High-tech superstar Dov Frohman lays down an outrageous law: 50 percent UNSCHEDULED TIME.

Frankly, I don’t think many of us could pull this off—could even pull off 25 percent free time. Nonetheless, Frohman’s credentials from Intel and from reshaping Israel’s high-tech sector are impeccable. My goal is to have you reflect on the likes of Frohman’s outrageous command. I don’t think I could do it—but upon personal reflection I think he is absolutely positively on the money.


How many of us have had a boss who is late to four out of every five meetings because he’s overscheduled? Well, count me as one who’s experienced it—and lost all respect for the boss as a result thereof. The late boss is disrespectful (and, I’d bet, an awful decision-maker). You can’t do “frenzy” and “thoughtful” at the same time. I’d bet his decision-making is as half-assed as his on-time record.

The goal of this course is to lay down some formidable leadership challenges. It’s meant to get you thinking and trying several of these ideas out. I’m going to push you, for instance, on your communication skills. I’m going to tell you that each of the 15 people who report to you is very different from the other 14. Which means you need 15 dramatically different communication strategies in order to move forward effectively—every top football coach knows that, and so does every superior third-grade teacher, but damn few bosses seem to get it. They blame a miscommunication on the recipient—when in fact it is the boss’s fault 100 percent of the time!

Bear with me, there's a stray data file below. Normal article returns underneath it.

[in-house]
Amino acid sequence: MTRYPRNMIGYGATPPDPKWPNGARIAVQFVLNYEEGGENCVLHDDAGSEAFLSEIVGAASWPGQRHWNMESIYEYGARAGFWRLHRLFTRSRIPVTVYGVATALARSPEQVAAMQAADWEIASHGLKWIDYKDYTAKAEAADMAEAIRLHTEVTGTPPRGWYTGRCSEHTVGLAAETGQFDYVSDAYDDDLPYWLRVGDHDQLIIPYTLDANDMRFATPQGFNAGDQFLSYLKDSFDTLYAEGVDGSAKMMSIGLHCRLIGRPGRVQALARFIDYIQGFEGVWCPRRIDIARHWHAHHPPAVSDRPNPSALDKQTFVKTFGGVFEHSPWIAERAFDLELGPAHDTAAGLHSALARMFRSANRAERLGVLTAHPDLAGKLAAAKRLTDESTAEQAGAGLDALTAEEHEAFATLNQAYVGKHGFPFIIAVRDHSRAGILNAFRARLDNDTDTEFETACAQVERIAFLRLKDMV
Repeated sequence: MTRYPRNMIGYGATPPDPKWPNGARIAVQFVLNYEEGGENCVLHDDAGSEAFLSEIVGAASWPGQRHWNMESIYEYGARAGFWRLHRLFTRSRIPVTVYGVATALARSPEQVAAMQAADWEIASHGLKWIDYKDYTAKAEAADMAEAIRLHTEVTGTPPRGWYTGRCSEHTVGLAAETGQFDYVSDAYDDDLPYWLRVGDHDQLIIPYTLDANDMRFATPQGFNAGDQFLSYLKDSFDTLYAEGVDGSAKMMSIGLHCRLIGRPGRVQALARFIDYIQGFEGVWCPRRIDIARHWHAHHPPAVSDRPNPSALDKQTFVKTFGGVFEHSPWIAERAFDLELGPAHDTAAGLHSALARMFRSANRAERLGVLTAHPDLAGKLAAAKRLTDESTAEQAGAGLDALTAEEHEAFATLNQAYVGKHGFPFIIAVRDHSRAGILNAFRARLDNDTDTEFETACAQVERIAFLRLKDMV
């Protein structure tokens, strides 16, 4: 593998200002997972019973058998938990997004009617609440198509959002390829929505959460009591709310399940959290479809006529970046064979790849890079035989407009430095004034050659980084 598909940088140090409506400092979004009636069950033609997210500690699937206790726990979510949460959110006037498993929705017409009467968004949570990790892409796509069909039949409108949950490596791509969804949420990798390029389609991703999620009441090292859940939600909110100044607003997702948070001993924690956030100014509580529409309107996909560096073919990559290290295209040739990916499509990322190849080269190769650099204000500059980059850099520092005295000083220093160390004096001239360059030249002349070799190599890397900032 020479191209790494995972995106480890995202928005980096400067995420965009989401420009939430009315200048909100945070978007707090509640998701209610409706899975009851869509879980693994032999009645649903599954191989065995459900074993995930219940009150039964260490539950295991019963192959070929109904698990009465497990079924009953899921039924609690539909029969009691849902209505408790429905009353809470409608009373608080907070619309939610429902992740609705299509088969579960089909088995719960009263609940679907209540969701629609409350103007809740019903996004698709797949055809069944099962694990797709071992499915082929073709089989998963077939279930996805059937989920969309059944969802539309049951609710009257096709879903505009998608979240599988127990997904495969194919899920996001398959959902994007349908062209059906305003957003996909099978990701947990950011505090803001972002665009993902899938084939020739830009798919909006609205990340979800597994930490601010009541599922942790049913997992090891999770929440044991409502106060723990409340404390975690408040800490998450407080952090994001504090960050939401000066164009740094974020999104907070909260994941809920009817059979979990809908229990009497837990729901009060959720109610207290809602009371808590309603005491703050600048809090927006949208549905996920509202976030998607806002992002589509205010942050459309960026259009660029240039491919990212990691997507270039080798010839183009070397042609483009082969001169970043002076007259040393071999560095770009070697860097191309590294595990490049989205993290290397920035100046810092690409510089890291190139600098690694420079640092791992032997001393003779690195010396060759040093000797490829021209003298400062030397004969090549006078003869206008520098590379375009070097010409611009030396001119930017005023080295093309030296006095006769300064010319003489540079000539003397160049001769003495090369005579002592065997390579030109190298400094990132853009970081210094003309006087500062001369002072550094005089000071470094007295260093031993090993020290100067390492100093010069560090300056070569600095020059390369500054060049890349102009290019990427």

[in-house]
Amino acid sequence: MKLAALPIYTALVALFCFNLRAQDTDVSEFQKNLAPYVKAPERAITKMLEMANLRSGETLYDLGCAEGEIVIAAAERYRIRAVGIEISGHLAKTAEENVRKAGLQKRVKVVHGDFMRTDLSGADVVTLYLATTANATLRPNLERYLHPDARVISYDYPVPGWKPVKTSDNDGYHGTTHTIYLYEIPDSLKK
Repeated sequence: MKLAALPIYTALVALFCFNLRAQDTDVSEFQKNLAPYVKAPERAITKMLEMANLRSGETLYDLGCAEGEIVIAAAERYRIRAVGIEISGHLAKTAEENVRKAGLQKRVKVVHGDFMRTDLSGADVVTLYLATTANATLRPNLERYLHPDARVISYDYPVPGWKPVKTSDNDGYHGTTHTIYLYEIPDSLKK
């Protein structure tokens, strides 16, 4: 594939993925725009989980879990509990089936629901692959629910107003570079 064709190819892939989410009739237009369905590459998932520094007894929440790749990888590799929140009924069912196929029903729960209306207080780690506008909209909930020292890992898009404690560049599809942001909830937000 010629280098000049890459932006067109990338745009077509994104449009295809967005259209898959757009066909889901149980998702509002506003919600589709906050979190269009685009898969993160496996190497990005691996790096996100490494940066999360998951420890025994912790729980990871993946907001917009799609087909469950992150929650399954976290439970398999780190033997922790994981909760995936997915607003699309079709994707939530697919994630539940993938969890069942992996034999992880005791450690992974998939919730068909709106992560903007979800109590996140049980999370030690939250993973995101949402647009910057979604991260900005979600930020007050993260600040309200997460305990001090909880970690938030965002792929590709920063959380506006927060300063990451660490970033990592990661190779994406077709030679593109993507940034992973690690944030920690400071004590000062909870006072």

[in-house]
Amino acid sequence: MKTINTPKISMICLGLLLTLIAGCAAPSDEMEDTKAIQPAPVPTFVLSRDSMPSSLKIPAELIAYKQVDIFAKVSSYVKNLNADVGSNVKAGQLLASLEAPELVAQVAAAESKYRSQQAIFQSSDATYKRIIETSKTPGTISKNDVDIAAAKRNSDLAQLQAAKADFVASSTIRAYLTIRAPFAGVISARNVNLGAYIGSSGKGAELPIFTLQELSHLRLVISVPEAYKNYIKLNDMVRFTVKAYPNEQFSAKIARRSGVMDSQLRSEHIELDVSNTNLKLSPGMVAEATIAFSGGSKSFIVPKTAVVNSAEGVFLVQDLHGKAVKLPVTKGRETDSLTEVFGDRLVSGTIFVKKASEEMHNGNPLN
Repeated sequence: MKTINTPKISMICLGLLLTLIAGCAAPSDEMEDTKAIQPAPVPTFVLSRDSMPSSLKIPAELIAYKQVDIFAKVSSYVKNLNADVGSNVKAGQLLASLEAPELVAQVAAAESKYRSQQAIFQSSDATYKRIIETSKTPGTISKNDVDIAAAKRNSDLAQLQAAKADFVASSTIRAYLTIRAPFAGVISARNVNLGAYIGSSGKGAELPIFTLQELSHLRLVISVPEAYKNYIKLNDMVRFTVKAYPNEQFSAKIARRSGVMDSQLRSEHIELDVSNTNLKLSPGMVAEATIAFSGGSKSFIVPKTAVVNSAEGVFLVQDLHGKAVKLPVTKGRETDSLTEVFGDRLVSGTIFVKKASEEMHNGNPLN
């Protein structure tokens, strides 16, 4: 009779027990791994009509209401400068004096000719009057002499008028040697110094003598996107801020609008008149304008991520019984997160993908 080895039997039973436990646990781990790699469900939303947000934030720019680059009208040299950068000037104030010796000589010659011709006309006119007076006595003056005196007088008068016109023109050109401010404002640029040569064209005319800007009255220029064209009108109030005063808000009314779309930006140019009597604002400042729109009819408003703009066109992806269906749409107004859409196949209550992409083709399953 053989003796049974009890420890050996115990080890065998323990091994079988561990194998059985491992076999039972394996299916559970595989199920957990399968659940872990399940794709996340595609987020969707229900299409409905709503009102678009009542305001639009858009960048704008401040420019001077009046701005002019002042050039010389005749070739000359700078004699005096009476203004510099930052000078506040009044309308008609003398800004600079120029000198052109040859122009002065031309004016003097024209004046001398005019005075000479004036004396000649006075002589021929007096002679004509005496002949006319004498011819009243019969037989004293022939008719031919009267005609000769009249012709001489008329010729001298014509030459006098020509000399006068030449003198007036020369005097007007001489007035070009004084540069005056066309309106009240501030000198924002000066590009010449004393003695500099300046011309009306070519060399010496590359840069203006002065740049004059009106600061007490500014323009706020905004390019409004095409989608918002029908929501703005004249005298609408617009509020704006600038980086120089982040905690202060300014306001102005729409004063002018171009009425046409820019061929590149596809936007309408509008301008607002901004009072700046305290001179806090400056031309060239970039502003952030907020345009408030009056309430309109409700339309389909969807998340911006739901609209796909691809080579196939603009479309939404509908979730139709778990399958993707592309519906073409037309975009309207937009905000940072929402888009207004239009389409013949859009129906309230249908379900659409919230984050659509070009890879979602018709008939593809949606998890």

Twenty challenges are forthcoming. I hope they help you down the path to leadership excellence.

Good luck.

Register for Course 6: Leadership with Urgency today.

Course 5: Leadership Excellence – OUT NOW!

Tom has done it again! Leadership Excellence is his second to last course and it provides ready-to-use strategies for every leader.

Tom says, "This is simply a series of tools guaranteed to make you a more effective leader. Guaranteed because I have seen each one work a jillion times." With Tom's leadership toolbox you can try a few tools today, then some more next week. Pick a half dozen of the tools on offer. Or try them all. You’ll have to stick with them, adapt them to your situation, and march on.